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Compress Wikipedia and Win AI Prize 324

Posted by CmdrTaco
from the what-does-this-mean dept.
Baldrson writes "If you think you can compress a 100M sample of Wikipedia better than paq8f, then you might want to try winning win some of a (at present) 50,000 Euro purse. Marcus Hutter has announced the Hutter Prize for Lossless Compression of Human Knowledge the intent of which is to incentivize the advancement of AI through the exploitation of Hutter's theory of optimal universal artificial intelligence. The basic theory, for which Hutter provides a proof, is that after any set of observations the optimal move by an AI is find the smallest program that predicts those observations and then assume its environment is controlled by that program. Think of it as Ockham's Razor on steroids. Matt Mahoney provides a writeup of the rationale for the prize including a description of the equivalence of compression and general intelligence."
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Compress Wikipedia and Win AI Prize

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  • WikiPedia on iPod! (Score:2, Interesting)

    by network23 (802733) * on Sunday August 13, 2006 @06:51PM (#15899786) Journal

    I'd love to be able to have the whole WikiPedia available on my iPod (or cell phone), but without destroying [sourceforge.net]

    info.edu.org [edu.org] - Speedy information and news from the Top 10 educational organisations.

  • by Harmonious Botch (921977) on Sunday August 13, 2006 @07:09PM (#15899835) Homepage Journal
    "The basic theory...is that after any set of observations the optimal move by an AI is find the smallest program that predicts those observations and then assume its environment is controlled by that program." In a finite discrete environment ( like Shurdlu: put the red cylinder on top of the blue box ) that may be possible. But in the real world the problem is knowing that one's observations are all - or even a significant percentage - of the possible observations.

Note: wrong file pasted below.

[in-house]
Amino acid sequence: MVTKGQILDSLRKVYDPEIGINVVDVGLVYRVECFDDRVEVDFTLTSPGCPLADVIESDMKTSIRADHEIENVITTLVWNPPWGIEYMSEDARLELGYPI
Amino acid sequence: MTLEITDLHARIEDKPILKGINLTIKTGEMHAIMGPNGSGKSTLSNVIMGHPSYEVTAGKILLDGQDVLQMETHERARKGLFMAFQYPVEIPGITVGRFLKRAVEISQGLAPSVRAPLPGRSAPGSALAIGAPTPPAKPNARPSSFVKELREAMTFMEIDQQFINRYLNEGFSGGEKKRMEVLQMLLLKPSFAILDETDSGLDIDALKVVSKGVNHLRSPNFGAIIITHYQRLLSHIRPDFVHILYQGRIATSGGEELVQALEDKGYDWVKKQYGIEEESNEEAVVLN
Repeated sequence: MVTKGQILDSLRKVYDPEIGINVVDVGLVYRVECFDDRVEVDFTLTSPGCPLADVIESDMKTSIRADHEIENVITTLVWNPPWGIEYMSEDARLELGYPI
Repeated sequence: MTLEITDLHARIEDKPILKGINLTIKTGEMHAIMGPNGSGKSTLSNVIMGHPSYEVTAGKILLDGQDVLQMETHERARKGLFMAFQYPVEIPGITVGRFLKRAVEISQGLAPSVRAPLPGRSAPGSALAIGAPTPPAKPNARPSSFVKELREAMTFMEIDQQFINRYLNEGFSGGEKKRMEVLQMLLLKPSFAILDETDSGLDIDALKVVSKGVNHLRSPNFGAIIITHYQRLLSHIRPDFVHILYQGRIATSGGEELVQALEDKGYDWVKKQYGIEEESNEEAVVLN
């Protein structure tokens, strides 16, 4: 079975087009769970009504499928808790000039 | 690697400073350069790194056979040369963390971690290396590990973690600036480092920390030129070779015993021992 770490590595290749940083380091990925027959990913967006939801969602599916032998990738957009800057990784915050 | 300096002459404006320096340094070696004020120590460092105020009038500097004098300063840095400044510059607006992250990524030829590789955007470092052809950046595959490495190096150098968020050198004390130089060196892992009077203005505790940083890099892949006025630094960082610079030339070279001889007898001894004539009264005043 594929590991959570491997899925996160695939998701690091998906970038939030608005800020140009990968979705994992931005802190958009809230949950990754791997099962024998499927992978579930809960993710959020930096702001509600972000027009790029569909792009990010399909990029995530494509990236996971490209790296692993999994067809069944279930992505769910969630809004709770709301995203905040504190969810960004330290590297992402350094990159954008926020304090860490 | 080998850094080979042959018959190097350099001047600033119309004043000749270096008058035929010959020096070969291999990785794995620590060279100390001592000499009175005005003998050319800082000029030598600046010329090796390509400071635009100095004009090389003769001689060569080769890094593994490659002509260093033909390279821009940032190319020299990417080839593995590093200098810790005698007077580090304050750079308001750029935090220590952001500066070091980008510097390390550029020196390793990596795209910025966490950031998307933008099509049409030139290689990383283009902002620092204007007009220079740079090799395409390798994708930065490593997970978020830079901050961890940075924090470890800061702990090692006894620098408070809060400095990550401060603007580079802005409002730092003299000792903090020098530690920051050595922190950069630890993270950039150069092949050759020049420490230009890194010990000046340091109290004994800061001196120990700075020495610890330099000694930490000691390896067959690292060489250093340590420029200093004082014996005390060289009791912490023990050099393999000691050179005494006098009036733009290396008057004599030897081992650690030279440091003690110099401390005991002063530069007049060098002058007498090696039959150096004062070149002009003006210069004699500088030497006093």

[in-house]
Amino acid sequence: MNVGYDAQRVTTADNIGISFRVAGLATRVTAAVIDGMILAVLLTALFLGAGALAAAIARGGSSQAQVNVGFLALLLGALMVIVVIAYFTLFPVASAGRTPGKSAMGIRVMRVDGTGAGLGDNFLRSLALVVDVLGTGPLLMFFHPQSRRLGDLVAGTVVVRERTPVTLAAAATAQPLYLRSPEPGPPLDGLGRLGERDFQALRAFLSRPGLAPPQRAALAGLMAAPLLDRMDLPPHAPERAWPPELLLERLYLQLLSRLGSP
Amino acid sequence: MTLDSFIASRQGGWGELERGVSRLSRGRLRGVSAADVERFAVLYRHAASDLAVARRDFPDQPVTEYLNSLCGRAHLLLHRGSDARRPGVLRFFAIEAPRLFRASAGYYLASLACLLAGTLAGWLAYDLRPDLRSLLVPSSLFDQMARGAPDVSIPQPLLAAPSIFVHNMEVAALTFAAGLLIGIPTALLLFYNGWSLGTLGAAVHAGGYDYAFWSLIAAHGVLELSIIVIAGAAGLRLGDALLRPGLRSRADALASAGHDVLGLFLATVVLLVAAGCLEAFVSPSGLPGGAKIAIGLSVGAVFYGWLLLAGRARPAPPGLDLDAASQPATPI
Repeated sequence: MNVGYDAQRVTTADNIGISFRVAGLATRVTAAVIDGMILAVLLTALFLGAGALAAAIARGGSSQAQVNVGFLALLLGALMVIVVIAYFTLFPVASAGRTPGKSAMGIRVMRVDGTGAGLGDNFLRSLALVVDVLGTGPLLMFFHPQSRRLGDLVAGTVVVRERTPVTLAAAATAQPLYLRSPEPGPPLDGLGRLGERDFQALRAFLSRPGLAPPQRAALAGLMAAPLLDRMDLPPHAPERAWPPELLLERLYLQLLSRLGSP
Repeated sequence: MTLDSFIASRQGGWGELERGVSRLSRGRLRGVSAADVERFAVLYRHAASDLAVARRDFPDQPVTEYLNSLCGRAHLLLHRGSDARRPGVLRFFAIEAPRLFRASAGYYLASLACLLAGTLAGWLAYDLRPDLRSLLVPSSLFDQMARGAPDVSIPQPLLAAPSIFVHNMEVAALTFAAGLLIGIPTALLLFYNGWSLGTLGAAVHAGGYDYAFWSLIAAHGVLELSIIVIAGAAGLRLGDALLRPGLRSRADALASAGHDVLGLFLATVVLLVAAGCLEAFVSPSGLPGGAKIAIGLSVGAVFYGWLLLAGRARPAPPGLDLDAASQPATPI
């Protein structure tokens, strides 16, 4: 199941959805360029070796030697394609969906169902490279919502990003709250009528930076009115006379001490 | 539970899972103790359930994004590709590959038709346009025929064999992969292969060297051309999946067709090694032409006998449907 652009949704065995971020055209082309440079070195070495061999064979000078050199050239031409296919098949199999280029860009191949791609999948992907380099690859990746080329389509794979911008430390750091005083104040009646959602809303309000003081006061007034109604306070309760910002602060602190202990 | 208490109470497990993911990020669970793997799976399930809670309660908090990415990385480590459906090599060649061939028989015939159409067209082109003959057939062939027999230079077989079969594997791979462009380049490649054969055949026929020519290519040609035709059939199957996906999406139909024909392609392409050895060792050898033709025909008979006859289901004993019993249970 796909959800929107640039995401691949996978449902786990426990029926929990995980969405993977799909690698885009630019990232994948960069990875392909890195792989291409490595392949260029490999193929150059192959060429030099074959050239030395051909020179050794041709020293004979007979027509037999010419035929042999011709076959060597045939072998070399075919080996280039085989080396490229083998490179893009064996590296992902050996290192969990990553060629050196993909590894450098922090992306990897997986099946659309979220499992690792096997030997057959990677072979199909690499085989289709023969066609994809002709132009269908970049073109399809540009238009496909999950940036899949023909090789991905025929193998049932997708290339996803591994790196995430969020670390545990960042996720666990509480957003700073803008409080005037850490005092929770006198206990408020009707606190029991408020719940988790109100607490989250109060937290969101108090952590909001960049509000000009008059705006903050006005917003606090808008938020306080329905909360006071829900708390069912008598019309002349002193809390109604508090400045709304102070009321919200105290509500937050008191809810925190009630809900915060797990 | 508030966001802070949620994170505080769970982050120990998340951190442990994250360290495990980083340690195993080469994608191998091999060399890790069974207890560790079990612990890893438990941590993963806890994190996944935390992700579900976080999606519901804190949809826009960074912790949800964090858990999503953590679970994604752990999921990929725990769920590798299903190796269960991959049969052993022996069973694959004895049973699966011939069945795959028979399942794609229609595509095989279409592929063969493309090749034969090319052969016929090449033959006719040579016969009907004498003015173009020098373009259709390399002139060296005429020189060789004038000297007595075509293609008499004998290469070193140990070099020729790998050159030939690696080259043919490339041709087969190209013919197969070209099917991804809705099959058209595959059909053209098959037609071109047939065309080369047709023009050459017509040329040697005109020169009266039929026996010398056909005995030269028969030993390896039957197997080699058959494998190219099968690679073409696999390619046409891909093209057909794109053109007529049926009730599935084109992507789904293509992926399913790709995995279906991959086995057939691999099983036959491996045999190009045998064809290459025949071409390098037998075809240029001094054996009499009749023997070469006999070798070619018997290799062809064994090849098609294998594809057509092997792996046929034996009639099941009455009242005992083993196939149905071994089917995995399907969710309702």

This - in humans, at least - can lead to the cyclic reinforcement of one's belief system. The belief system that explains observations initially is used to filter observations later.

    TFA is a neat idea theoreretically, but it's progeny will never be able to leave the lab.

    --
    I figured out how to get a second 120-byte sig! Mod me up and I'll tell you how you can have one too.
  • by aiken_d (127097) <brooks@tangent[ ]com ['ry.' in gap]> on Sunday August 13, 2006 @07:15PM (#15899857) Homepage
    Given that the hypothesis is valid (which is arguable), it seems to me that compressing wikipedia is a fairly useless way of supporting it. It seems like an abstraction error: Wikipedia is *not* a set of rules that predict the observations in it. It's a list of observations, sure, but there's no ruleset involved. Now, someone/thing who can read and parse language can get educated based on the knowledge in wikipedia, but then the intelligence is providing the ruleset, just training itself with the raw data in wiki.

    It really seems like one of those mistaking-the-map-for-the-territory errors.